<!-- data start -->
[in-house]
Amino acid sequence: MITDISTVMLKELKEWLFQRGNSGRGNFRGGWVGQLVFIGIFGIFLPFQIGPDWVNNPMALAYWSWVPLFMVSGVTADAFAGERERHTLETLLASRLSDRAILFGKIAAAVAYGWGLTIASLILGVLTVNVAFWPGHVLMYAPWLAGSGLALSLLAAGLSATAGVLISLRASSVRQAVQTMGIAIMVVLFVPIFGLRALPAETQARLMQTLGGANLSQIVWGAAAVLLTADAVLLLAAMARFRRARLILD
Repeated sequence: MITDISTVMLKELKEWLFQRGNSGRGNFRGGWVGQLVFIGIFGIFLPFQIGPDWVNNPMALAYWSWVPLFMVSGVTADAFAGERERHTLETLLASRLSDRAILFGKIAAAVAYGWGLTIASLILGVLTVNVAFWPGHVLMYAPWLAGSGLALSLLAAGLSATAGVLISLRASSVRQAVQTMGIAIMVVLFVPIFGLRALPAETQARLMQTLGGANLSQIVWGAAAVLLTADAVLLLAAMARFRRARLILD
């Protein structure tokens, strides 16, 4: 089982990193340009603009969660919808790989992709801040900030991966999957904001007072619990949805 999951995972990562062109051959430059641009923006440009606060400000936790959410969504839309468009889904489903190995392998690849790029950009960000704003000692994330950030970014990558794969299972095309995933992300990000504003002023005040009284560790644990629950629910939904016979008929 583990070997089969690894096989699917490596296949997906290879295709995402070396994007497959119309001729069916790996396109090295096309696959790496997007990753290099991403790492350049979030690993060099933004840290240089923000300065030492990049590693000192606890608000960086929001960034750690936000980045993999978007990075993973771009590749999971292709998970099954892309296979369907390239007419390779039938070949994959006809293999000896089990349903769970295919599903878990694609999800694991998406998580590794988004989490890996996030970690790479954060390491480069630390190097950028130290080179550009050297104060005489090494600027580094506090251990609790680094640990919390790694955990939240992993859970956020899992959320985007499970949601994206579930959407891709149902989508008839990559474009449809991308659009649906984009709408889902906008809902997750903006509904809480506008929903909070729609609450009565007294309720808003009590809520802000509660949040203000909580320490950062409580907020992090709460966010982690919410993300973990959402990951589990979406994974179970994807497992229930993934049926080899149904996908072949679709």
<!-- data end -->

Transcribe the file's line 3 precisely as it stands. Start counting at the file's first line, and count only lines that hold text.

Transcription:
Repeated sequence: MITDISTVMLKELKEWLFQRGNSGRGNFRGGWVGQLVFIGIFGIFLPFQIGPDWVNNPMALAYWSWVPLFMVSGVTADAFAGERERHTLETLLASRLSDRAILFGKIAAAVAYGWGLTIASLILGVLTVNVAFWPGHVLMYAPWLAGSGLALSLLAAGLSATAGVLISLRASSVRQAVQTMGIAIMVVLFVPIFGLRALPAETQARLMQTLGGANLSQIVWGAAAVLLTADAVLLLAAMARFRRARLILD